Addictive is an appropriate word to describe this unique puzzler, and no other Indie puzzle game has dragged me in to the same extent, and made me go back and repeatedly fail the same obstacle until I find a way pass, as KYUB has done. Sure the difficulty spike can be a bit much for a casual gamer, and this may not appeal to some. But KYUB is worth a purchase, not only to support a talented developer, but challenging yourself and using that brain to solve devilish levels also, filling you with a sense of achievement, and spurring you on to accepting the mind bending challenge that awaits you in the following level. To give you an idea of how bad you may do, like me, Level 1-16 has a par time of 2:40 and no deaths for the best ranking. I clocked in with a time of 59:51 and 71 deaths. That’s right, almost an hour of torturing myself, but enjoying it nonetheless.
To finish my review, I ask you not to be put off by anything, and give KYUB a place of its own in your collection. There is a tough journey ahead of you for sure, but one that should be embraced like a loved one. I followed this game from when it was a press demo, and have been eagerly awaiting its release. In no way have I been disappointed, and will continue to take too long and die a lot through the 80+ levels on offer. I can’t comment about achievements for the hunters out there, except for the 3 easy achievements I unlocked. Needless to say, they are guaranteed to be brutal and only the best will unlock every single one. But ignore how hard they may be and enjoy the world of KYUB created by Ninja Egg with a lot of care and love. You will not regret it.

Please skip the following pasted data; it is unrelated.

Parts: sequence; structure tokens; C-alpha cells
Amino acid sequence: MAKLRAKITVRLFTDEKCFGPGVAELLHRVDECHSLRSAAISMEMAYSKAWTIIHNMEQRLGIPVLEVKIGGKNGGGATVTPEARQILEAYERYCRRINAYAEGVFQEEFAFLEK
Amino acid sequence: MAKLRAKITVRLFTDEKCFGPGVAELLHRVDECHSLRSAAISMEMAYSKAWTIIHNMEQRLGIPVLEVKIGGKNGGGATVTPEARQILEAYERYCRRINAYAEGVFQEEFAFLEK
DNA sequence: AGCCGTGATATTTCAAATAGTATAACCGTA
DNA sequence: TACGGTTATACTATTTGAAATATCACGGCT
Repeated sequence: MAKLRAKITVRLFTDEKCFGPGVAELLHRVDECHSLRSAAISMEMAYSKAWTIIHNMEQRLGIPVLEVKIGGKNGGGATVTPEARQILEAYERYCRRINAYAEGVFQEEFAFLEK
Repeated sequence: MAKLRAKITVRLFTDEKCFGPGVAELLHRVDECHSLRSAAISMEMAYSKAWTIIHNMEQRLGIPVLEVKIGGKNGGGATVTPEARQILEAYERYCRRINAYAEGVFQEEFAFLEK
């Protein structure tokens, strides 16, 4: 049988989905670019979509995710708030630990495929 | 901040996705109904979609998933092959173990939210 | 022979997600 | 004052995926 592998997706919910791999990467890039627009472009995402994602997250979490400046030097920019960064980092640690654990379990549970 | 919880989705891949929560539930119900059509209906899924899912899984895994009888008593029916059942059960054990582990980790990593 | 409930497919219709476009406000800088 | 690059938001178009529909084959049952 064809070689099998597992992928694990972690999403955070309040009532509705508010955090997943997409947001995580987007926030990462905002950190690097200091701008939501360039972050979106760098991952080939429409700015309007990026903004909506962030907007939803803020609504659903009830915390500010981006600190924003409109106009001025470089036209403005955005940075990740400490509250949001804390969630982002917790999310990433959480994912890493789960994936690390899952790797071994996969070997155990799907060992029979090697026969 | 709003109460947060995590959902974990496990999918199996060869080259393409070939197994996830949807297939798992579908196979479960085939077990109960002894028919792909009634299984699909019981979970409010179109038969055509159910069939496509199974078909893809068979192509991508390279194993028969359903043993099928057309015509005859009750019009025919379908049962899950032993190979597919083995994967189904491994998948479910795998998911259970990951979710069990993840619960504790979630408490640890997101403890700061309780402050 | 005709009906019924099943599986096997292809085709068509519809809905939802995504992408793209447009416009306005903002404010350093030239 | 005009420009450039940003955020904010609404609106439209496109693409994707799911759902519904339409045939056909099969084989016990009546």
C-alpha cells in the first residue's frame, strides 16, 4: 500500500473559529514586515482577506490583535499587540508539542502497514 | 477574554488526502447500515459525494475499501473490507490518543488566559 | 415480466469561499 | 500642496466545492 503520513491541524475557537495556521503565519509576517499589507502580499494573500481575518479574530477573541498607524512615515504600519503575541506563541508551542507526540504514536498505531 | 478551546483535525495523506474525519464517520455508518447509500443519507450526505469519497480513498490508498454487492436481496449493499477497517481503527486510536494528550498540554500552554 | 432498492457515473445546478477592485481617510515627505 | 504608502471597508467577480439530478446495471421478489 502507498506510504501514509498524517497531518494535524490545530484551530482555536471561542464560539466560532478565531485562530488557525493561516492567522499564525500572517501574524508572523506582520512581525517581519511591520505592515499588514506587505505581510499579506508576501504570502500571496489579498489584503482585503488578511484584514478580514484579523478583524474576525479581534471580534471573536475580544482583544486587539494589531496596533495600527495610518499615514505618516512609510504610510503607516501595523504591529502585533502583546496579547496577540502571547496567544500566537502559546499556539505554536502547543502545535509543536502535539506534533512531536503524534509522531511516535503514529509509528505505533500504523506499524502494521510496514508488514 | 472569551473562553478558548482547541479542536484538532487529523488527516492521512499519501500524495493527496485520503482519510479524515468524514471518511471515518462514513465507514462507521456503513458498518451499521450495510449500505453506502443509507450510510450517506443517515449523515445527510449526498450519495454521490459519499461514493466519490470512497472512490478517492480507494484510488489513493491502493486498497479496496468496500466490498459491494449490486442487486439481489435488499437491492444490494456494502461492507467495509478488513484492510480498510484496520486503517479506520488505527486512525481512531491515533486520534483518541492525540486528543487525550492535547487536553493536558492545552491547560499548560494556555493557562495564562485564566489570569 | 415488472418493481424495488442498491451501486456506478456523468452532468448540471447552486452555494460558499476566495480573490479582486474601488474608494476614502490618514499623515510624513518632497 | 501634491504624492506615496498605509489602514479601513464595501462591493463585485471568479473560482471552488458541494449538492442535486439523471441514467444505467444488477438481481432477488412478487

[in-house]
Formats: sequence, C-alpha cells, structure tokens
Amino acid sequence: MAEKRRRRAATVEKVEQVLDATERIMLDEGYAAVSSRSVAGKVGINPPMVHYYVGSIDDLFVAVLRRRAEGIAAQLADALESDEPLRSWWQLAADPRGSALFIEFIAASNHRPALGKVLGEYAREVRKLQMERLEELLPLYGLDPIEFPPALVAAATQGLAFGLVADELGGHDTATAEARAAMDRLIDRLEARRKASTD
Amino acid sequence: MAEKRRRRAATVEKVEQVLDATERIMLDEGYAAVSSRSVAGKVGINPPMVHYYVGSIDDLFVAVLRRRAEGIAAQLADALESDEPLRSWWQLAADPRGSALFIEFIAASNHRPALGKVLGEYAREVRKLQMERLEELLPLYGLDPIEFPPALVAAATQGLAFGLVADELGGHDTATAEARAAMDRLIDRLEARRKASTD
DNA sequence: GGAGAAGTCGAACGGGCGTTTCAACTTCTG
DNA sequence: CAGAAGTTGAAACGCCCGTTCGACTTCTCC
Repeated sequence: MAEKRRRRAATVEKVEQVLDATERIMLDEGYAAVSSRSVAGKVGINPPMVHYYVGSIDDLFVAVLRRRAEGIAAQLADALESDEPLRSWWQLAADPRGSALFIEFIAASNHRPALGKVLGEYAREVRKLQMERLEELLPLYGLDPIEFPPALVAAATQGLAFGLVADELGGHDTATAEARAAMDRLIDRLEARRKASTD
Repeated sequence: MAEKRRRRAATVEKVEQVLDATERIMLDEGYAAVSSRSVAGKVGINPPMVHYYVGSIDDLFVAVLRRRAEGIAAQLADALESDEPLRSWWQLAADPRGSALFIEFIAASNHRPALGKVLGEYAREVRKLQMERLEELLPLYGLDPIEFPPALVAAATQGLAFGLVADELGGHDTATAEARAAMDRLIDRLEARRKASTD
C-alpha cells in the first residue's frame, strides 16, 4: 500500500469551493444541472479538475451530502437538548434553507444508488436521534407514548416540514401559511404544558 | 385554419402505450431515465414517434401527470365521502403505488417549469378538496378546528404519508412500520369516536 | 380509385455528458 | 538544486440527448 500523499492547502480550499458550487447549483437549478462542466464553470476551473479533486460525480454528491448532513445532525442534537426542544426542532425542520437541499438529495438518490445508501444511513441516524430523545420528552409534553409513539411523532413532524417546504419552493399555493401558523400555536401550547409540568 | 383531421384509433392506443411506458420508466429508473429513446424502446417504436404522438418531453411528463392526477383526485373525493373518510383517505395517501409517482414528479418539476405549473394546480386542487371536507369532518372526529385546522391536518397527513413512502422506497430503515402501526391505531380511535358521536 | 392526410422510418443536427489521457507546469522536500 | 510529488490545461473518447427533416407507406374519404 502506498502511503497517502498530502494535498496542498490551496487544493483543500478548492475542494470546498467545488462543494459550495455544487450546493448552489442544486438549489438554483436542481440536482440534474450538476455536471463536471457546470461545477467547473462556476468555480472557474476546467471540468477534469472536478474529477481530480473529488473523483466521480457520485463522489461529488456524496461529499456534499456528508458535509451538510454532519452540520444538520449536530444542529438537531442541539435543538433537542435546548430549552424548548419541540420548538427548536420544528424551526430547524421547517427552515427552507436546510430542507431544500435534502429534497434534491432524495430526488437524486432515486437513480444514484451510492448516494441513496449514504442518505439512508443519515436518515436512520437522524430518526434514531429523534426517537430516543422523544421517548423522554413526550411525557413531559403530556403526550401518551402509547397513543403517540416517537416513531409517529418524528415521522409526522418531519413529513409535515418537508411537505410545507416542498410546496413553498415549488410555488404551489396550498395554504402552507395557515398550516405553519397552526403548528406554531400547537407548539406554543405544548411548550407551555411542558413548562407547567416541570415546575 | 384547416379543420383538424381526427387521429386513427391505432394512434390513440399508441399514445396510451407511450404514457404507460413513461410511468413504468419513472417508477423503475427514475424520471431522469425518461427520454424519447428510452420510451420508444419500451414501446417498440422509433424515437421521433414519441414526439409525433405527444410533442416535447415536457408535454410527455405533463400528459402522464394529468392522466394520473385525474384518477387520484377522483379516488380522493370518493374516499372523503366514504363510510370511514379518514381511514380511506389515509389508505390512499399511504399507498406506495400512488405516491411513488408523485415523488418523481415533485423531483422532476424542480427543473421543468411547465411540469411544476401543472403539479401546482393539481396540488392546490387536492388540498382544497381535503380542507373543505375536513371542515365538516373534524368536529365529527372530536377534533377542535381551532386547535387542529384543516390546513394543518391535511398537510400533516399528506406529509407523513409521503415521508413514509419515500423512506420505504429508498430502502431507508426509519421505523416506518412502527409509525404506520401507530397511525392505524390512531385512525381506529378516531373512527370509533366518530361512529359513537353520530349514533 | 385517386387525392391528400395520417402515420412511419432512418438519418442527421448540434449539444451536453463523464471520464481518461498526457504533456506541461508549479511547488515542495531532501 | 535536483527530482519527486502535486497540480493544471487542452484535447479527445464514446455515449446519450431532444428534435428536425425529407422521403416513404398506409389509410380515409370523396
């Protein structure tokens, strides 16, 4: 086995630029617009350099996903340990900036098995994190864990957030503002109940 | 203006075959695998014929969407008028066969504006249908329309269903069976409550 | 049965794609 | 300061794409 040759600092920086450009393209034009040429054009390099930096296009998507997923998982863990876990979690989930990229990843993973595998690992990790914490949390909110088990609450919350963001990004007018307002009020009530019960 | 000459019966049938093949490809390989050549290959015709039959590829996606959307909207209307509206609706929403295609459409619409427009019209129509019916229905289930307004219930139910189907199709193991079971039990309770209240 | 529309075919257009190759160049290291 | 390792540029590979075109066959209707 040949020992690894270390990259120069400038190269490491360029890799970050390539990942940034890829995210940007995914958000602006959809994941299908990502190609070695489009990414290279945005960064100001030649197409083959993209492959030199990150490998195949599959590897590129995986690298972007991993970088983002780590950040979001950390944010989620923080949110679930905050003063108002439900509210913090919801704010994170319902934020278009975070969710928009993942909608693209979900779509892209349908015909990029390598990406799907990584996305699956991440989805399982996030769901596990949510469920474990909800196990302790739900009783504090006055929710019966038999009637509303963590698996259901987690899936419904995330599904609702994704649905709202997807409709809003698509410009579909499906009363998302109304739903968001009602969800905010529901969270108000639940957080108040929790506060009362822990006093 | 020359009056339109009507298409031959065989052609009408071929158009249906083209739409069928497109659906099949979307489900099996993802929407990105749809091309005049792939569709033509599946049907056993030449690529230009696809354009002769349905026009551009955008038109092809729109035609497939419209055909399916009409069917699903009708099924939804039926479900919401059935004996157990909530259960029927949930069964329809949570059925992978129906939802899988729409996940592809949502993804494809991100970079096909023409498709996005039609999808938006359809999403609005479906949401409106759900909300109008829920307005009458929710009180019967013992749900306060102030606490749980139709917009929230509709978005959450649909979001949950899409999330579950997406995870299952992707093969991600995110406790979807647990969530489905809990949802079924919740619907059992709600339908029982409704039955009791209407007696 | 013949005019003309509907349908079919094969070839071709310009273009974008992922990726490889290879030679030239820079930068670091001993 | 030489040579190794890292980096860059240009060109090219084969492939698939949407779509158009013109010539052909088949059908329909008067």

REVIEW CODE: Here at Brash Games we have a strict Review Code policy, Paul Ryan owner / editor is the only member of staff at Brash Games permitted to obtain review code and distribute it within the Brash Games review team. No other person is permitted to request review code and or send review links or contact the publishers in any way whatsoever. Should you wish to send us review code please email paulryan-at-brashgames.co.uk.